AG(P)itation, Part Deux

Since my post last weekend, I now have found the term that, once this is all over (and it will be over someday, my friends), will send me into flashbacks and result in me sitting in the corner, rocking back-and-forth, saying "Please, Mommy, make it stop."  "Aerosol-generating procedure." AGP for short. 

In the last few weeks, the items that healthcare teams across the U.S. and professional societies have insisted are AGPs have included, but are not limited to, the following:
  • Laboring patients in second or third stage of delivery 
  • All TEEs ("because might accidentally enter the airway like a bronch")
  • EGDs (The new AGA guidance states: "To estimate the risk of viral transmission in endoscopic procedures, we examined data evaluating non-GI aerosolizing-generating procedures such as bronchoscopy and tracheal intubation. Our search strategy did not yield comparative studies on the degree of aerosolization with upper or lower GI endoscopy compared with bronchoscopy or tracheal intubation. However, we assume that insertion of the endoscope into the pharynx and esophagus is likely to be associated with a similar risk of aerosolization of respiratory droplets to that of bronchoscopy.") 
  • Orthopedic procedures with drilling of intramedullary bone
  • Any surgery that goes anywhere near a sinus (All ophthalmologic procedures, any craniotomy, etc)
  • Any dental procedure
  • Cardiac cath lab procedures where the patient is "found down" (their MI might have been brought on by COVID-19)
  • All neurosurgery because the patient's face is right in the surgical field
  • All electrocautery (guidance that was courtesy of the American College of Surgeons that has now been removed from their guidance page)
Some such requests are based primarily on concerning yet truly anecdotal stories from other countries that claim a specific specialty is at "highest risk of contracting COVID." Often these are extended to all patients due to the possibility that an asymptomatic patient could be a source of spread, drawing the thread from detection of SARS-CoV-2 at high levels in the upper airways in asymptomatic patients to detection of viral RNAemia in a minority of hospitalized highly symptomatic patients to note theoretical risks. In many of these instances, the proposed risk of "aerosol" exposure is due to facets of the procedure that would have existed long before COVID-19 and, if true, should have warranted use of N95 respirators as part of Standard Precautions for these procedures for years.  The added interjection of professional society guidance that understandably advocates for the healthcare workers in their field but doesn't contain any evidence base to support claims that x or y is an AGP that leads to increased risk of pathogen transmission requiring an N95 also creates marked discomfort for infection prevention and operational teams on the front line, when faced to assess risk and allot precious PPE. As a colleague told me last week, "No society is going to say, 'Hey, we're cool.  We'll just take the masks.'" I imagine, if we had unlimited PPE, this wouldn't be an issue, as we all want our colleagues to be protected and feel safe. The reality is PPE is a scarce resource, and one that we have to use our science to guide decisions.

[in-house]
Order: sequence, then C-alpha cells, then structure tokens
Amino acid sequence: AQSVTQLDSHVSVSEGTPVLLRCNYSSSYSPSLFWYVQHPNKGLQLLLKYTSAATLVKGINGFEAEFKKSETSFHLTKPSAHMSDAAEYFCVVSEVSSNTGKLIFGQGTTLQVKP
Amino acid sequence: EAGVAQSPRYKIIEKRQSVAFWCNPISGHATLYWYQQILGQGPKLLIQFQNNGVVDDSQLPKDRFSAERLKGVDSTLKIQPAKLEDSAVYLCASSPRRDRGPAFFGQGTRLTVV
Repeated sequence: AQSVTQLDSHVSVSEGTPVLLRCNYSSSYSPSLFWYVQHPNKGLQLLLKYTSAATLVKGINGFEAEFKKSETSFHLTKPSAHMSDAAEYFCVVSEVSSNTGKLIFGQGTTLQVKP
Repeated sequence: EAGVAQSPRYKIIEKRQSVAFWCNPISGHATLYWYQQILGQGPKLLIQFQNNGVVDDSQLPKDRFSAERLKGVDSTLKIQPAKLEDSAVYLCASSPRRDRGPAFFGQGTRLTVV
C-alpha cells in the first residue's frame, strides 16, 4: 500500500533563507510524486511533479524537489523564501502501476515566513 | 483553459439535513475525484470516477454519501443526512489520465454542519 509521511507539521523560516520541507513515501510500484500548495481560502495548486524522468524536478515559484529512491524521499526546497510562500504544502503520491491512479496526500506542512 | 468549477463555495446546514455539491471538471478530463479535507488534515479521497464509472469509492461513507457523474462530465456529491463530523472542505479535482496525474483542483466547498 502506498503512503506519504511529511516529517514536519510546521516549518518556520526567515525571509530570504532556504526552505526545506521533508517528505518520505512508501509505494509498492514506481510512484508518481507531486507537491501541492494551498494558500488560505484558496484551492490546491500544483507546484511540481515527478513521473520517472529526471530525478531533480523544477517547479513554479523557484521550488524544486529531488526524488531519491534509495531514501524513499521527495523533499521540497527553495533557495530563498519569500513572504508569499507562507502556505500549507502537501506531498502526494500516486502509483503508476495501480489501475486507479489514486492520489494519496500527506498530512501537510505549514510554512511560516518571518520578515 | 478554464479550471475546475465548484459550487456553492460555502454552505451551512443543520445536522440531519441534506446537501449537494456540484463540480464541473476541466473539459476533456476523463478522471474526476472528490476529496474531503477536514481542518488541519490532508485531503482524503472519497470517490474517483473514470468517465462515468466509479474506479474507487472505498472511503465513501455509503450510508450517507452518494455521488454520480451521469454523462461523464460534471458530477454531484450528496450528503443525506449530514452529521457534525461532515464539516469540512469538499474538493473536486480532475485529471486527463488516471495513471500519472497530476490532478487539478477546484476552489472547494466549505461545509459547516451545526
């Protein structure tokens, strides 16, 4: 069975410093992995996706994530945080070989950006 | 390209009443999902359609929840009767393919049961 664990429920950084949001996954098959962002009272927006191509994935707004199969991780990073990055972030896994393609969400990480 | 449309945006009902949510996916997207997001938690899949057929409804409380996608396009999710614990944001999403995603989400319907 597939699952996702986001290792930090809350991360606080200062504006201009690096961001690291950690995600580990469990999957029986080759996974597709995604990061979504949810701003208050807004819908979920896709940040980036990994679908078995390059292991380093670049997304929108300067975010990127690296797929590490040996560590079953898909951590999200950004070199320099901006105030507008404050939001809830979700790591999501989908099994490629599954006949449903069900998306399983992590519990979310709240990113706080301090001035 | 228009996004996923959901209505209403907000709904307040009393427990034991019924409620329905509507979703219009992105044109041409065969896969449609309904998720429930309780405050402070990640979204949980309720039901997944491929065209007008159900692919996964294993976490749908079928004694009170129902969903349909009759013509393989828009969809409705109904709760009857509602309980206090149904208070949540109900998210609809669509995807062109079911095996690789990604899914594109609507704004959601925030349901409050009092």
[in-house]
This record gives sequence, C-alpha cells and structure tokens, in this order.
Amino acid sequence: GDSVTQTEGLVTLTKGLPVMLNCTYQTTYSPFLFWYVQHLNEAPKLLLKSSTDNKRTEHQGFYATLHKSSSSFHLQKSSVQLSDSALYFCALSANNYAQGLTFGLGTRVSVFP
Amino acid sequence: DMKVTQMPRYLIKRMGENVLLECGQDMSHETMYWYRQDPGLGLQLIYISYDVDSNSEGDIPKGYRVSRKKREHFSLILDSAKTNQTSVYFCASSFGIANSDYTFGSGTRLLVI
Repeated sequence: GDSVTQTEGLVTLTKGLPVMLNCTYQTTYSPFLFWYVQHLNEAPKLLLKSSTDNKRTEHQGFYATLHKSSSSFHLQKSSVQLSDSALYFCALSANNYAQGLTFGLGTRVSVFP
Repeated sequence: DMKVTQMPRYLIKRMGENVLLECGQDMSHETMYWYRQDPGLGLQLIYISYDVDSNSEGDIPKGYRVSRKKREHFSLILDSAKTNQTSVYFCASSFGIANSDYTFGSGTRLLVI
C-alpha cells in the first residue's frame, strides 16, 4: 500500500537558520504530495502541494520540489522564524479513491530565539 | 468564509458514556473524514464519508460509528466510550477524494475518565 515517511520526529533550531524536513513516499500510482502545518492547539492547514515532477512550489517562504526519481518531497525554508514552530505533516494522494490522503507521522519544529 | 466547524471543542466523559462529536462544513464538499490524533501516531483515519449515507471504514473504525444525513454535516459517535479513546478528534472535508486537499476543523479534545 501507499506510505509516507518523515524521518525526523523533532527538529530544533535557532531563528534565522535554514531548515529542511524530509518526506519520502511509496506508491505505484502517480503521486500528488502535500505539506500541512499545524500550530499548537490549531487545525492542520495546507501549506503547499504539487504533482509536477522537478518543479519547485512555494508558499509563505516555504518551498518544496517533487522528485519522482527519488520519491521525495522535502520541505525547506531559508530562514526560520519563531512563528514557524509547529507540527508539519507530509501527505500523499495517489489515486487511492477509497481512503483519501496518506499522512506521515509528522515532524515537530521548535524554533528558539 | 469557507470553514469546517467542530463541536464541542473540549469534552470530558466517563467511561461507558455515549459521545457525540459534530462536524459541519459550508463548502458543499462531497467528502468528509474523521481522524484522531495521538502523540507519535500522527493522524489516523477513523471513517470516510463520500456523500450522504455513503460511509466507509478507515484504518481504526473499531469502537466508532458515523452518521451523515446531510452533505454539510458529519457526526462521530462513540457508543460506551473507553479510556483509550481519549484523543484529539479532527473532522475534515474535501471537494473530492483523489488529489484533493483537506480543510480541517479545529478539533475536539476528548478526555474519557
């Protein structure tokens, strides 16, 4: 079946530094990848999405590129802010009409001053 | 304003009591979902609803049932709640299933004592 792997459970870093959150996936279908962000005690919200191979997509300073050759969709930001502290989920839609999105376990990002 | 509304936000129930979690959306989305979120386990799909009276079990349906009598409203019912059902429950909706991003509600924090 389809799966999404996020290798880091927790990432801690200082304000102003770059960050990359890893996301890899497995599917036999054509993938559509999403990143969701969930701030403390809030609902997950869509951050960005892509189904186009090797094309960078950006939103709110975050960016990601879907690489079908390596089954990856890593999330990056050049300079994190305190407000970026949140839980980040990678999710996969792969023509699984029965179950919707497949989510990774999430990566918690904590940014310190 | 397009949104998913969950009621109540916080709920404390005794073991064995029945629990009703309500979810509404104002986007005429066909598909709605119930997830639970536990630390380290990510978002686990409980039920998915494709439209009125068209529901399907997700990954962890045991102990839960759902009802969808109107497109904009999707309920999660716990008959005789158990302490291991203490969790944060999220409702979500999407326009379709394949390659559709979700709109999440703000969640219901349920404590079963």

The best thing about this issue is that hopefully Dr. Babcock will get more funding for her research to help address these questions. When all this is over, I guarantee you that the term "AGP" will cause me, and I imagine many of you, to run the other direction . . .  Stay healthy and sane everyone!!


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